Indianapolis Runway Shortened In Name Of Safety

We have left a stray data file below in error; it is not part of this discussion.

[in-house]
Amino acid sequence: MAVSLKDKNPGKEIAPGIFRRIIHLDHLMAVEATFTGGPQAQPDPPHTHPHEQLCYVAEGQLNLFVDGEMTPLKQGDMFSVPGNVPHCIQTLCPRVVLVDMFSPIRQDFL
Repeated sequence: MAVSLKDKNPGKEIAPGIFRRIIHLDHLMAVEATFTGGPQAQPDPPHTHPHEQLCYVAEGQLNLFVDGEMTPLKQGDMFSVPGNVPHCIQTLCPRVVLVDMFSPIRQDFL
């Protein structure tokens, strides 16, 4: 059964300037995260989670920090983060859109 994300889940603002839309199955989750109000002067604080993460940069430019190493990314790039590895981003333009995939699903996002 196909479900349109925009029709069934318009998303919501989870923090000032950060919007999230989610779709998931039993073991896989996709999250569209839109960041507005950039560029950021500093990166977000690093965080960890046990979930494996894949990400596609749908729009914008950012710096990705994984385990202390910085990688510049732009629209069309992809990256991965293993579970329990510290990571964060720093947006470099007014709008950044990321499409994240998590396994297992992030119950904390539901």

The FAA and local authorities are spending more than $5 million to tear up 324 feet of runway at Indianapolis International Airport. But both insist the amputation won't affect the utility or safety of the airport, which is undergoing a $1 billion reconstruction. In fact, the jackhammers are being called in for safety reasons. The section of runway in question is at one end of Indy's 7,604-ft. crosswind runway. It's being eliminated because a FedEx hangar blocks controllers' view of that portion of runway from the new 340-foot tall tower. Officials insist the runway shortening has been part of the construction plan all along and is regarded as the most practical solution to the sight-line problem. It's not that Indy is short of runways, however. The airport has main parallel runways of 10,000 and 11,000 feet and the location of the new tower was picked with those massive strips in mind. "The FAA is very safety conscious and absolutely requires that the air traffic controllers in the tower see the surface of the runway to insure that it is clear before aircraft can land," said John Kish, who's running the airport reconstruction project. "Reducing the crosswind runway from 7,600 to 7,300 feet was not felt to be significant by any of the aircraft operators at the airport."